New South Wales’ Hunter region will soon be home to what is believed to be Australia’s first ever hydrogen valley, unlocking potential world-class energy resources of the Central West, New England and Hunter-Central Coast renewable energy zones.
Dubbed the Hunter Hydrogen Network (H2N) project, the development will include large-scale hydrogen production, transportation and export projects to enable the development of a hydrogen economy in the region.
Such plans will be carried out by Energy Estate which has gathered together energy players, including AGL, APA Group, ITM Power, Idemitsu and Trafigura, RES Australia and WalchaEnergy, to support the development.
Further to that, Energy Estate is working closely with Beyond Zero Emissions on renewable energy industrial precincts in the Hunter and engagement with other regional stakeholders to ensure the project is developed utilising local skills and resources, with the aim of bringing new domestic manufacturing opportunities to the Hunter.
Commenting on the plans, Vincent Dwyer, Principal of Energy Estate, said, “H2N’s ambition is to enable Australia’s first hydrogen valley in the NSW Hunter, transforming the region into a global superpower of renewable energy supply.”
“A hydrogen economy and thriving supply chain in the Hunter has the potential to support local industry and workers into the jobs of the future and positions the Hunter in the race to be one of Australia’s leading renewable energy exporters.”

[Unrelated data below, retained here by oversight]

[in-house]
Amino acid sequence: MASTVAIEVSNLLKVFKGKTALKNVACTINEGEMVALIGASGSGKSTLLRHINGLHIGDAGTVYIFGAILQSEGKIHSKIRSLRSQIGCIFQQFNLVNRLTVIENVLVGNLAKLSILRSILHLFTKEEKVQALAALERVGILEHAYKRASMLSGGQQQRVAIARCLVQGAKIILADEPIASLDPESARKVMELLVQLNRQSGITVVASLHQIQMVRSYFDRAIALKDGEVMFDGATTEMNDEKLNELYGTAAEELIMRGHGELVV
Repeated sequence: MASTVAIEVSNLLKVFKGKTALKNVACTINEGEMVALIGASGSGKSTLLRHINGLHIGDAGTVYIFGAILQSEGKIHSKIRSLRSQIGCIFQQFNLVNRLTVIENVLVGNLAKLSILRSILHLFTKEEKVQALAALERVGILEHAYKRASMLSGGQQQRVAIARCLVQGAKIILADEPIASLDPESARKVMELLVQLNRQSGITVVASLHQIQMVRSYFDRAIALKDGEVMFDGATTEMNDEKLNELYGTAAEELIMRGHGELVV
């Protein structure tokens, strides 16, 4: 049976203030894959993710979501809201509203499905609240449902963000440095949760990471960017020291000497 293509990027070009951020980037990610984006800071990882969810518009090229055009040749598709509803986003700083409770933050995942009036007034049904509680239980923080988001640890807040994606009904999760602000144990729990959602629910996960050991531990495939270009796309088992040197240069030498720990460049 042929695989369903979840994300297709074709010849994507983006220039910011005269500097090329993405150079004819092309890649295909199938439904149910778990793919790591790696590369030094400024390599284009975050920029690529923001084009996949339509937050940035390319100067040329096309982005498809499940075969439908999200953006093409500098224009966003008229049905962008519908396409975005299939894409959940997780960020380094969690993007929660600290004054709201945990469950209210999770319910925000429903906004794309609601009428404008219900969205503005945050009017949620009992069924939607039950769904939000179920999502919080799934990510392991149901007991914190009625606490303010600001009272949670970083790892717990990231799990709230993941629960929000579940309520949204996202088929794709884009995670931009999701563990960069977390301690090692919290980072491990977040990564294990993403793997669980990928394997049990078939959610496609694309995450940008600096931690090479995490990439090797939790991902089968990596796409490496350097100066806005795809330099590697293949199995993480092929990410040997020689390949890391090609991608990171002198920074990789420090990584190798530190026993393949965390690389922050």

Under plans for the first stage of the project, green hydrogen and the associated green feedstock will be produced for mining, vehicles and other industrial uses in the Upper Hunter.
The second phase of the project will then assess the transportation of hydrogen through a dedicated hydrogen pipeline to Newcastle, supplying future local users and exporters, including producers of green ammonia for export, green feedstock into the chemical sector, green fuels and hydrogen turbines to provide green dispatchable energy solutions.
Energy Estate Principal Simon Currie said creating a local supply chain will help ensure that Australia is a competitive producer of green hydrogen for domestic and export markets.
Currie, commented, “The project will be critical in enabling new long-term, sustainable jobs and will underpin the clean industrial precincts across the region.”